• A newly stabilized black_box function takes a passed value and passes it right back. The compiler treats black_box as a function that could do anything with its input and return any value. This is useful for disabling optimizations when you don’t want them to occur, such as during benchmarking or when examining the machine code the compiler produces.
  • Developers can use cargo remove to remove dependencies. Rust 1.62 introduced cargo add, a command line utility to add dependencies to a project.
  • Developers now can use ..=x ranges in patterns.
  • Linux builds now optimize the rustc front end and LLVM back end with LTO and BOLT, respectively, improving runtime performance and memory usage.
  • APIs have been stabilized such as proc_macro::Span::source_text and Option::unzip.

The new features in Rust 1.65

Rust 1.65 was introduced November 3, 2022. With this release, generic associated types (GATs), a highly anticipated feature that has been in the works for several years, are finally introduced. GATs allow developers to define lifetime, type, and const generics on associated types. GATs enable patterns that were not previously possible in Rust.

Also in Rust 1.65:

  • A new type of let statement is introduced, let-else, with a refutable pattern and a diverging else block that executes when that pattern does not match.
  • Plain block expressions now can be labeled as a break target, terminating that block early.
  • To improve compilation, support for splitting debug information is now stable for use on Linux, after being supported on macOS since Rust 1.51. With this capability, -Csplit-debuginfo=unpacked will split debuginfo into multiple .dwo DWARF object files, while -Csplit-debuginfo=packed will produce a single .dwp DWARF package along with an output binary with all debuginfo packaged together.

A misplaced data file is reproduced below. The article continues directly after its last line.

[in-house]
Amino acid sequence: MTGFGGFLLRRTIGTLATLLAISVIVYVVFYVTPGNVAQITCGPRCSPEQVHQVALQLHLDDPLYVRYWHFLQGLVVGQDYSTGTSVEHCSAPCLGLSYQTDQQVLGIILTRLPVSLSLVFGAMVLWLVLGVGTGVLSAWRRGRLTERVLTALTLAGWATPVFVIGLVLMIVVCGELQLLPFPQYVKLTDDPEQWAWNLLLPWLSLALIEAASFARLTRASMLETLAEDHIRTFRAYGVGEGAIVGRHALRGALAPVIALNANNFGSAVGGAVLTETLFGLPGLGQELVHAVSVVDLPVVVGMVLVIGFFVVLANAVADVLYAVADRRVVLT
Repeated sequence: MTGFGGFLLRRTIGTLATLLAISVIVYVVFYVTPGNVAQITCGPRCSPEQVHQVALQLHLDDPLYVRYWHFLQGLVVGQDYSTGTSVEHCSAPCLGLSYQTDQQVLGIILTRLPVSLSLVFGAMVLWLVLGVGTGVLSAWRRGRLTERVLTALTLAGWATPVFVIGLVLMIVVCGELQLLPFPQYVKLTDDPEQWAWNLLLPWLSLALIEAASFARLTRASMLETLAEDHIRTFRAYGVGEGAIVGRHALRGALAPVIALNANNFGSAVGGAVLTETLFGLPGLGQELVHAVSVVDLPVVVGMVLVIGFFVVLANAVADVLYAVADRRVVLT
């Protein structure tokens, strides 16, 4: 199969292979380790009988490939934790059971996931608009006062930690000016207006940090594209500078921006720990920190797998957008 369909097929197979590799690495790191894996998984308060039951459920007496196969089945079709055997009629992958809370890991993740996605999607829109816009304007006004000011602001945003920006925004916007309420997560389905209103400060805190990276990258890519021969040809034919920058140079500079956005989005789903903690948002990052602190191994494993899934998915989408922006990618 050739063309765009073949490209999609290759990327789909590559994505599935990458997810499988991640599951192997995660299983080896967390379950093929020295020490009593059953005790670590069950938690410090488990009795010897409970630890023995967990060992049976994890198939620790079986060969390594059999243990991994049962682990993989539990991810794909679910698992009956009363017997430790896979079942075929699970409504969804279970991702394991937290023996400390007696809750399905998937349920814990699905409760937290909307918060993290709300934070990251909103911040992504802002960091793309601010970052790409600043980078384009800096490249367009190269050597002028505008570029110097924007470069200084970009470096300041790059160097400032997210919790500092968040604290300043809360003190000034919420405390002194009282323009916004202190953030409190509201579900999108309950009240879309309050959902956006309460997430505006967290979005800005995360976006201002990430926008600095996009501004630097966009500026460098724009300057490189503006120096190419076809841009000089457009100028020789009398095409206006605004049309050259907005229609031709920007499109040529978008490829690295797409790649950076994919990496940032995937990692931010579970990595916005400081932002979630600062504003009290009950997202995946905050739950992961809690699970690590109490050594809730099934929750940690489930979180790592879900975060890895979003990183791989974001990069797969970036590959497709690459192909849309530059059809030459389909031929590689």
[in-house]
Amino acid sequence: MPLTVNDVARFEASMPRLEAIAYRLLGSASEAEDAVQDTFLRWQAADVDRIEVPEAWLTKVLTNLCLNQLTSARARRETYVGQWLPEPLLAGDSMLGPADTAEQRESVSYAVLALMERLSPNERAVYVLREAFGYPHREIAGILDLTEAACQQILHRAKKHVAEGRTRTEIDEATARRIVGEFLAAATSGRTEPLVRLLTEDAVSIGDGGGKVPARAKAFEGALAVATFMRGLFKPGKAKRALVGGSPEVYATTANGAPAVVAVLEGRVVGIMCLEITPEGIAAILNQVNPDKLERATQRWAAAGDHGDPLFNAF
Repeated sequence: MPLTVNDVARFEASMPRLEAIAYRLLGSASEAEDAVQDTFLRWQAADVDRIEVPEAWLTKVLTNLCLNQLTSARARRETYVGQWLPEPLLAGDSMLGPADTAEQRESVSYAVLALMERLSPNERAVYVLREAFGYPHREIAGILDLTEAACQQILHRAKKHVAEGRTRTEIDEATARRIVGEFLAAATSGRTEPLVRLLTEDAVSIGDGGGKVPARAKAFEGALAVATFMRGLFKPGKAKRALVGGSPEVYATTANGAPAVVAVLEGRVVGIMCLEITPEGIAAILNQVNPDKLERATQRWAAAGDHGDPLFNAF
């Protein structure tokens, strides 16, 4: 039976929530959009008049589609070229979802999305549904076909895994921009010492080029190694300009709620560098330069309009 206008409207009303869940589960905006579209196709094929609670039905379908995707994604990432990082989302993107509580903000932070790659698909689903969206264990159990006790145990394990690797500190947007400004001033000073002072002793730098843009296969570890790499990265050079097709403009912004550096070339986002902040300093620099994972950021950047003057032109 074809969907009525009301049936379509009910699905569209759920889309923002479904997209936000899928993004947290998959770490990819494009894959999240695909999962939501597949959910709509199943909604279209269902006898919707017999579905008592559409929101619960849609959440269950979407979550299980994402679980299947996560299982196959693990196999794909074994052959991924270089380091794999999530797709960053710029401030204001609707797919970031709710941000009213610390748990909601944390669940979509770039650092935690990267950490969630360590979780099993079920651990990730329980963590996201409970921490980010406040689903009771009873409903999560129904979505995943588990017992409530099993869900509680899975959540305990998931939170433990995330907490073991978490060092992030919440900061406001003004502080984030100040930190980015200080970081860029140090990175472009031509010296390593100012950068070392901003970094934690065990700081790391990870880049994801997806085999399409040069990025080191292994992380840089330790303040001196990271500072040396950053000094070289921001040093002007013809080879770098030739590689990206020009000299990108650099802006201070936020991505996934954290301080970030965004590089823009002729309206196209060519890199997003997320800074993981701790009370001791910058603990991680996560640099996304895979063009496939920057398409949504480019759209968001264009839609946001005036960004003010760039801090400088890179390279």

• APIs have been stabilized such as std::backtrace::Backtrace, Bound::as ref, and std::io::read_to_string.
  • MIR (mid-level intermediate representation) inlining now is enabled for optimized compilations, improving compile times for real world crates.
  • When scheduling builds, Cargo now sorts the queue of pending jobs, improving performance.

The new features in Rust 1.64

Rust 1.64.0, unveiled September 22, 2022, stabilizes the IntoFuture trait, to enhance .await and improve APIs. IntoFuture is similar to the IntoIterator trait, but instead of supporting for … in … loops, IntoFuture changes how .await works.

With IntoFuture, the .await keyword can await more than just features; it can await anything that can be converted into a Future via IntoFuture, to help make APIs more user-friendly. For the future, the developers of Rust hope to simplify development of new named futures by supporting impl Trait in type aliases. This should make implementing IntoFuture easier by simplifying the type alias signature and make it more performant by removing the Box from the type alias.

Also in Rust 1.64: